Sodium nitrite offers excellent corrosion protection for ferrous metals. Nitrite functions best when used in the pH range 9.5 – 10.5, and formulations for closed chilled water systems often make use of borate buffers. In addition to buffering the pH into the desired range, borates promote passivation by facilitating the absorption of oxygen, and also provide some microbiological control. The concentration of nitrite required for inhibition increases with temperature.

Sodium Nitrite is not considered a good corrosion inhibitor for copper or copper alloys; in fact, as stated earlier, it can be aggressive to copper and brass.

ASHRAE’S WORDS ON NITRITE

ASHRAE has this to say about nitrite: “Whether nitrite is used alone or in conjunction with pH buffering agents, relatively high concentrations are needed to establish a protective film, usually on the order of 700 – 1,200 mg/L to completely inhibit pitting corrosion. Once the protective film has been established, the nitrite concentration can be lowered slightly to 700 – 1000 mg/L . Some sources have stated that the required nitrite level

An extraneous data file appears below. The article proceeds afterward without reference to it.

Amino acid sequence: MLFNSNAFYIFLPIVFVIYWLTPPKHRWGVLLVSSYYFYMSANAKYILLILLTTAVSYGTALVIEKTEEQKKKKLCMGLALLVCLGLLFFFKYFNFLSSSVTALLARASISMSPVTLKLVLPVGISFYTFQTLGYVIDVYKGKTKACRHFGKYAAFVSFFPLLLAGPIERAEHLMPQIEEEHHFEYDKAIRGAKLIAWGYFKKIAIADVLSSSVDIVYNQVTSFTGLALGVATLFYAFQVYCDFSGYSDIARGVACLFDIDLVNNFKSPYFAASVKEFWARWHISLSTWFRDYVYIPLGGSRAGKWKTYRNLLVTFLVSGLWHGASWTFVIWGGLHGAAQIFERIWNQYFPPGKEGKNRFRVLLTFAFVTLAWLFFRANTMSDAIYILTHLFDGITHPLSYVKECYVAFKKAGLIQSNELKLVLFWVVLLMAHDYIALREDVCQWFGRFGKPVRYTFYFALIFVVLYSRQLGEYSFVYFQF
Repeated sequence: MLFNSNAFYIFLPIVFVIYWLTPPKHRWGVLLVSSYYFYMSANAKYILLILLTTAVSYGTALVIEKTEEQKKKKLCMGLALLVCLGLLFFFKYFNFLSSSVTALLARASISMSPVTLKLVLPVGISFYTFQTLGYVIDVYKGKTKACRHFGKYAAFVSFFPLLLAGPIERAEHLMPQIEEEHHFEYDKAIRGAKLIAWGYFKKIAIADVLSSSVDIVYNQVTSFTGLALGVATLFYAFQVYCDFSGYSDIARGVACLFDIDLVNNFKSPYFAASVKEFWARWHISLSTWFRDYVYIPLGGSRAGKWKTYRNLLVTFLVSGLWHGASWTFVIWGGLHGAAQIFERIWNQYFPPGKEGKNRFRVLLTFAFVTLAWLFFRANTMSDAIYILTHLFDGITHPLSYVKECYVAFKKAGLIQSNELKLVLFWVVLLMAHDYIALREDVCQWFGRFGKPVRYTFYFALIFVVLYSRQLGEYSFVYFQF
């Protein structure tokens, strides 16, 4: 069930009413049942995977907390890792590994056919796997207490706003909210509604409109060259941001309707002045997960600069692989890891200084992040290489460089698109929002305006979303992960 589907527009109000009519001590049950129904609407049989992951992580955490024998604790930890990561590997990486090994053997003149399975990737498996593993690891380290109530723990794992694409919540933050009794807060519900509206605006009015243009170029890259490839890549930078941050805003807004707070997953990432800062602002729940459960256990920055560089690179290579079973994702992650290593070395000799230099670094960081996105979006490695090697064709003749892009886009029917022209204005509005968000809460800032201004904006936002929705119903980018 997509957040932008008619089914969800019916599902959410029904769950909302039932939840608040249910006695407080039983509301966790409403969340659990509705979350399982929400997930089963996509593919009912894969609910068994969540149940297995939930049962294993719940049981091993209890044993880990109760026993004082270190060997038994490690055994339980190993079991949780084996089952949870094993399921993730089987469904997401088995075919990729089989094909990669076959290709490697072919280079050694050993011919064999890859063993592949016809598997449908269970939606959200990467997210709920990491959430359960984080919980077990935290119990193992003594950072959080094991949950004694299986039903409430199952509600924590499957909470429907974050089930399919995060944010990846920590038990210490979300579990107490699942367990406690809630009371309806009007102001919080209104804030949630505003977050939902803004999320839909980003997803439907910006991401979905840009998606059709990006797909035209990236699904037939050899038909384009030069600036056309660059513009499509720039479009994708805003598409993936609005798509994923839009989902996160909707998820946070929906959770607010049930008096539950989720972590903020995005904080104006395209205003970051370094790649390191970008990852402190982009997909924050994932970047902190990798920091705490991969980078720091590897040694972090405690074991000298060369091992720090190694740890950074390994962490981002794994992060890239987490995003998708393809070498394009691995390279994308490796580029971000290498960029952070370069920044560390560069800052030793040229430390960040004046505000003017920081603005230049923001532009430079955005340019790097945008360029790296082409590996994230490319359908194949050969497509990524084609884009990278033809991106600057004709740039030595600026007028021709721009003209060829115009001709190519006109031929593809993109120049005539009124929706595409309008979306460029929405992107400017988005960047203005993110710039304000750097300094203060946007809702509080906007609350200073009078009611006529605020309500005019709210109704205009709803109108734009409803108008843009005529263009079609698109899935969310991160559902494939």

is influenced by the amount of chloride and sulphate present in the water, because they can affect the stability of the magnetite layer. As with

all anodic inhibitors, severe pitting can occur at low concentrations (<500 mg/L as NaNO2). In other words, too little nitrite is actually worse than none at all, because low levels of nitrite will speed up the corrosion process. Loss of nitrite can occur via electrochemical and biological processes. In the former case, if corrosion continues, nitrite can be reduced at the cathode to form ammonia according to the equation:

NO–2 + 5H+ + 6e– NH3 + 2OH–

“In chilled water loops, exposure to bacteria has the potential to oxidise nitrite to nitrate or reduce it to ammonia or nitrogen. Controlling biological activity is difficult, because oxidising biocides (like chlorine) will oxidise the nitrite to nitrate, and the efficacy of non-oxidising biocides tends to be less certain. Difficulty in preventing biological degradation of nitrite has always been a serious limitation.”

Other concerns with nitrites are it also has reduced effectiveness when chlorides and sulphides are present in the water, and the chilled water loop in question was filled with water, which did have a high chloride value. General recommendations are maintaining no less than 500 ppm of sodium nitrite (preferably 1,000 ppm), keeping levels of at least 350 ppm above the total concentration of chloride and sublet present in the closed loop system.

While the use of sodium nitrite in closed water systems has merit as an inexpensive and very effective corrosion inhibitor, very careful consideration should be given to the proper application of the programme to avoid the potential downsides discussed in this article.